Bruno Caboclo did not see much of the court this season prior to the league’s suspension in March. A knee injury limited the Brazilian prodigy to 22 games with the Memphis Grizzlies, before he was dealt to the Houston Rockets in exchange for Jordan Bell in February. Since his re-arrival to Clutch City (he was also here in 2018 for a few months), Caboclo has appeared in five games averaging 5.6 minutes — only touching the floor when the game was well in hand.
Caboclo’s lack of minutes was the result of not having the proper amount of time to entrench himself into a rotation full of veterans with championship aspirations. However, with a second training camp set to begin June 30, the NBA restart could be a golden opportunity for Caboclo to prove he is a big-game player and a game-changer.
“He’s going to be a problem. He’s a veteran as far as his mentality. He works extremely hard, and when his name is called.....he is always ready to go.” — James Harden on Bruno Caboclo in February.
Although he did not receive a spot in Houston’s 48-minute rotation, the Rockets remain high on Caboclo. Why? His size alone makes him an attractive prospect. The 24-year-old forward has a 6-foot-9 stature with a 7-foot-7 wingspan. But outside of his coveted measurements, Caboclo has the potential to blossom into one of the league’s best two-way players if given an appropriate amount of playing time.
In 2019, he appeared in 34 games, averaging 8.3 points, 4.6 rebounds and 1 block for the 33-49 Grizzlies. While helping Memphis close out the season with a 4-5 record, Caboclo scratched the surface of his potential, averaging 14.4 points, 7.2 rebounds and 1.4 blocks in 30 minutes of play. Although the nine-game stretch is a small sample size, his play at the end of the season was an immense testament that Caboclo’s on-court production could translate from the G-League — where he averaged 16.0 points, 7.0 rebounds and 3.0 blocks for the Rio Grande Valley Vipers.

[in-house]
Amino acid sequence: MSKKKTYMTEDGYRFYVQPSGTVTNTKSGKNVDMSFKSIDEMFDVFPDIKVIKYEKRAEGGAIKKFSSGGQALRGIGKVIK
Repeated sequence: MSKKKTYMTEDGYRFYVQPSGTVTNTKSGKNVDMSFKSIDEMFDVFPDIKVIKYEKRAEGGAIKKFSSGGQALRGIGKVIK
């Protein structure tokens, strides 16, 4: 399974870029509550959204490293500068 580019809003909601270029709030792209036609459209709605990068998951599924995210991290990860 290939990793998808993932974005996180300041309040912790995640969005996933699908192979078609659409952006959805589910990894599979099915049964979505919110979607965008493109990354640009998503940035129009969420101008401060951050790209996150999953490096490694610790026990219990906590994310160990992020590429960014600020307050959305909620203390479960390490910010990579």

His defense — especially given his skill-set as a rim protector — could make him a decent reserve for the Rockets, but Caboclo’s ability to create floor spacing is the most desirable way for him to seize the opportunity in Orlando.
With the exception of Russell Westbrook, it’s no secret that the Rockets do not merit anyone who cannot shoot the three-ball at a contestant rate. They have led the league in three-point field goal attempts in four of the previous five seasons, shooting a combined 35% percent from behind the arc. For a team that possesses a pair of the league’s most proficient sharpshooters in the likes of Eric Gordon and Ben McLemore, it’s possible the most lethal three-point shooter is buried at the end of their bench.
After shooting 42.1% from behind the arc in the G-League, Caboclo shot an efficient 36.9% on three-point field goals with Grizzlies — averaging 3.8 attempts per game. During the final nine games of the 2019 season, Caboclo increased his three-point field goal attempts (5.3 3PA), connecting on 49.2% of his shots from the outside. His best performance came during the Grizzlies’ 115-103 victory over the Thunder, where Caboclo drilled four of his seven attempts from behind the arc (57.1 3P%) for a career-best 24 points in the win.
As a player who depends on his teammates, Caboclo shot 39.1% on triples in catch-and-shoot situations — making him a suitable fit playing alongside Westbrook and James Harden.
On Tuesday, the Rockets made their first move during the NBA’s transaction window ahead of the season restart. According to Shams Charania of The Athletic, Houston signed swingman David Nwaba to a two-year deal following the jettison of Isaiah Hartenstein.
Unless a rotational player declines to return to play in July, Houston’s roster is nearly set as they continue to make preparations for the league’s resumption. The Rockets do not have much financial flexibility to improve their roster, and not too many players available in the free-agency pool fits their on-court persona.
Amidst the Hartenstein release, Tyson Chandler remains the only player on Houston’s roster who stands 7-feet tall. But given their full commitment to small-ball, the chance of Hartenstein falling into Houston’s rotation in Orlando was an improbable situation to start. Now Caboclo has a slight window to contribute as a back-up big man, and all he ever needed to find his footing in the league was the right opportunity on the right team. Hopefully, that chance can take place where many consider to be The Most Magical Place on Earth.